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General principles


1. These statements are not ultimate truths. In automation planning, as in so many other endeavors, you must keep in mind what problem are you trying to solve, and what context are you trying to solve it in. (Consensus)



2. GUI test automation is a significant software development effort that requires architecture, standards, and discipline. The general principles that apply to software design and implementation apply to automation design and implementation. (Consensus)



3. For efficiency and maintainability, we need first to develop an automation structure that is invariant across feature changes; we should develop GUI-based automation content only as features stabilize. (Consensus)



4. Several of us had a sense of patterns of evolution of a companys automation efforts over time:


First generalization (7 yes, 1 no): In the absence of previous automation experience, most automation efforts evolve through:



a. Failure in capture /playback. It doesnt matter whether were capturing bits or widgets (object oriented capture/replay);



b. Failure in using individually programmed test cases. (Individuals code test cases on their own, without following common standards and without building shared libraries.)



c. Development of libraries that are maintained on an ongoing basis. The libraries might contain scripted test cases or data-driven tests.



Second generalization (10 yes, 1 no): Common automation initiatives failures are due to:



a. Using capture/playback as the principle means of creating test cases;



b. Using individually scripted tested cases (i.e. test cases that individuals code on their own, without following common standards and without building shared libraries);



c. Using poorly designed frameworks. This is a common problem.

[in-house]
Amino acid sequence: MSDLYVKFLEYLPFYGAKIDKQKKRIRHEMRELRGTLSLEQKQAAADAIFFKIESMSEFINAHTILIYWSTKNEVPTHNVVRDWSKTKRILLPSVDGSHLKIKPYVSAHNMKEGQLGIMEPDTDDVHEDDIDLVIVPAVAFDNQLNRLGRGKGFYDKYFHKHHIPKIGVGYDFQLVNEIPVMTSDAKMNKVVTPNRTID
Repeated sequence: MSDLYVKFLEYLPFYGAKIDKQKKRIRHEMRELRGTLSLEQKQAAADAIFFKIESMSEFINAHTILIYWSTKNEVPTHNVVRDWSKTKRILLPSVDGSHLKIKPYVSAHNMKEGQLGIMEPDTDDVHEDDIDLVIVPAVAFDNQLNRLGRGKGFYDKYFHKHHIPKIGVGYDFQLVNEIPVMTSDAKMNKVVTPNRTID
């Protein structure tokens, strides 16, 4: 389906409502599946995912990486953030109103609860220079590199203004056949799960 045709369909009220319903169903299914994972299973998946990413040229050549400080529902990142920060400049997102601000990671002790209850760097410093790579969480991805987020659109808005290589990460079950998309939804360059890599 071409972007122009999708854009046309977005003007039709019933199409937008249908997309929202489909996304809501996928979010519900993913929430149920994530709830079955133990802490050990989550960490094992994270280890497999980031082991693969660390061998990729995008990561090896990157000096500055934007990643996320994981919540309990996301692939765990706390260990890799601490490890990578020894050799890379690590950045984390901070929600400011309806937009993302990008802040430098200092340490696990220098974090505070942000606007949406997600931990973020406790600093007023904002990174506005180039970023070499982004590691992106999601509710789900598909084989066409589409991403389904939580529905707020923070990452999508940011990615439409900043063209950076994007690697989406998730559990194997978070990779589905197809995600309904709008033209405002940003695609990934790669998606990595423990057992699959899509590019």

5. Straight replay of test cases yields a low percentage of defects. (Consensus)



Once the program passes a test, it is unlikely to fail that test again in the future. This led to several statements (none cleanly voted on) that automated testing can be dangerous because it can gives us a falsely warm and fuzzy feeling that the program is not broken. Even if the program isnt broken today in the ways that it wasnt broken yesterday, there are probably many ways in which the program is broken. But you wont find them if you keep looking where the bugs arent.



6. Of the bugs found during an automated testing effort, 60%-80% are found during development of the tests. That is, unless you create and run new test cases under the automation tool right from the start, most bugs are found during manual testing. (Consensus)



Most of us do not usually use the automation tool to run test cases the first time. In the traditional paradigm, you run the test case manually first, then add it to the automation suite after the program passes the test. However, you can use the tool more efficiently if you have a way of determining whether the program passed or failed the test that doesnt depend on previously captured output. For example: